Ending up the working week with Talk Talk, in session for Kid Jensen and recorded for BBC Radio 1 on March 27, 1983.
Via their Wikipedia Page (in case you don’t already know, or are getting up to speed):
Talk Talk began as a quartet consisting of Mark Hollis formerly from The Reaction (vocals/main songwriter), Lee Harris (drums), Paul Webb (bass guitar), and Simon Brenner (keyboards). In their early years they were often compared with Duran Duran. In addition to a band name consisting of a repeated word, the two shared a Roxy Music-inspired musical direction, as well as the same record label (EMI) and producer (Colin Thurston). The band also supported Duran Duran on tour in late 1981.
The band released their first single, “Mirror Man”, on EMI in February 1982. The single was not a great success, but was quickly followed by their self-titled single in April 1982 (a rerecording of a track by The Reaction) which reached No.52 in the UK. The band’s first album, titled The Party’s Over, was released in July 1982. The band had their first UK Top 40 hits with the singles “Today” (UK No. 14) and a re-release of “Talk Talk” (UK No. 23). These singles also were hits in other countries including Ireland, South Africa, Australia and New Zealand. The re-release of the “Talk Talk” single reached the U.S. Top 75. The album was produced by Colin Thurston, who was Duran Duran’s in-house EMI producer at the time, but picked by Hollis because of his involvement with David Bowie’s Heroes. It was a moderate success in the UK reaching No.21, and was later certified Silver by the BPI for sales of 60,000 copies by 1985. It was a Top 10 hit in New Zealand.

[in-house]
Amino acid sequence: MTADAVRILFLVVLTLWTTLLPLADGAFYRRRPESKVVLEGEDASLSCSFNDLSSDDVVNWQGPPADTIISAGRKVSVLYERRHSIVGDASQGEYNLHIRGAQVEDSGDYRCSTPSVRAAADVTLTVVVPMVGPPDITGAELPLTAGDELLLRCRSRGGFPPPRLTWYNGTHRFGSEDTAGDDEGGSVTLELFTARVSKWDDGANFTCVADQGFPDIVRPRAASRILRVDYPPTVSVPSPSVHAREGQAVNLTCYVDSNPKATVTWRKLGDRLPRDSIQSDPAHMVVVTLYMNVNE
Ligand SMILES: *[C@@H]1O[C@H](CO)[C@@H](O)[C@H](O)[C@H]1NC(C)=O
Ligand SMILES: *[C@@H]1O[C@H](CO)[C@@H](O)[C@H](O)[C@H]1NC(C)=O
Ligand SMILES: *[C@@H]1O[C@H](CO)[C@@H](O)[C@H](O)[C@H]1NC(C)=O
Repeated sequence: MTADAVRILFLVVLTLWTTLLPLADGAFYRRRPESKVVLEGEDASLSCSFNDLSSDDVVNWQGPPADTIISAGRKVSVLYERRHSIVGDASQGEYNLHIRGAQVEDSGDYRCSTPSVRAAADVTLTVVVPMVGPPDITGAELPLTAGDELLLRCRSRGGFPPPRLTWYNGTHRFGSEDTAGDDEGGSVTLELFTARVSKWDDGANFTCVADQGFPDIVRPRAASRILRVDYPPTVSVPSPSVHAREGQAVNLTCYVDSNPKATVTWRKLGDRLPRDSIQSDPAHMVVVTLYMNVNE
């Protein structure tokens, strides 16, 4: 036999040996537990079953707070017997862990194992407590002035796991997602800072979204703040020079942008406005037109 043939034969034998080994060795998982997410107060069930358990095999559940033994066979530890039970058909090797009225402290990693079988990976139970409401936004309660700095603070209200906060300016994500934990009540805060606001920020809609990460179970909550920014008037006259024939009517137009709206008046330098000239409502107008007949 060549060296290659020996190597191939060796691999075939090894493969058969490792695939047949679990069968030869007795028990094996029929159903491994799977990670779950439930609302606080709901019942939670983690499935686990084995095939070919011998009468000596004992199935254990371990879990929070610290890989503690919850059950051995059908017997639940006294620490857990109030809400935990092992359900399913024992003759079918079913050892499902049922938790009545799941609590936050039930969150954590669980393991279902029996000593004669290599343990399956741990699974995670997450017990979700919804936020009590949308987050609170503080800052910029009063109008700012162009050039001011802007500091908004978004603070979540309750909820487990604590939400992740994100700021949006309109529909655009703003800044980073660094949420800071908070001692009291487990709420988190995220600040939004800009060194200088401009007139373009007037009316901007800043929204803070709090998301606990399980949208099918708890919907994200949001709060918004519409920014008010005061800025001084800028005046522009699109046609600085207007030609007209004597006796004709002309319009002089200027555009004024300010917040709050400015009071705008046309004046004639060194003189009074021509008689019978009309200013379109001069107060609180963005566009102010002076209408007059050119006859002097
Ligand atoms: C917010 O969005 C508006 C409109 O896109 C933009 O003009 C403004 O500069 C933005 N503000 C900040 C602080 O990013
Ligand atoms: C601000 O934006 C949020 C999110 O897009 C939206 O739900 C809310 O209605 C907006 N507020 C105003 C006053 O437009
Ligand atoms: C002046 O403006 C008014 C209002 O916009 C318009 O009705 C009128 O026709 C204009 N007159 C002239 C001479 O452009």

They were introduced to a wider live audience in October 1982 when they supported Genesis at their reunion concert with original lead singer Peter Gabriel at Milton Keynes Bowl, England.
Brenner left after the 1983 non-LP hit single “My Foolish Friend”, which was produced by frequent Roxy Music collaborator Rhett Davies. At this point, Talk Talk was now a trio, as Brenner was never officially replaced. However, Tim Friese-Greene was recruited to assist with the recording of their second album, It’s My Life, and he soon became the band’s producer as well as keyboardist and Hollis’ frequent songwriting partner. Although a major contributor to the band’s studio output and a de facto fourth member, Friese-Greene never officially joined the band; and as such did not regularly play with the touring band, and was absent from the band’s publicity material.
Crank it up and enjoy . . .loudly.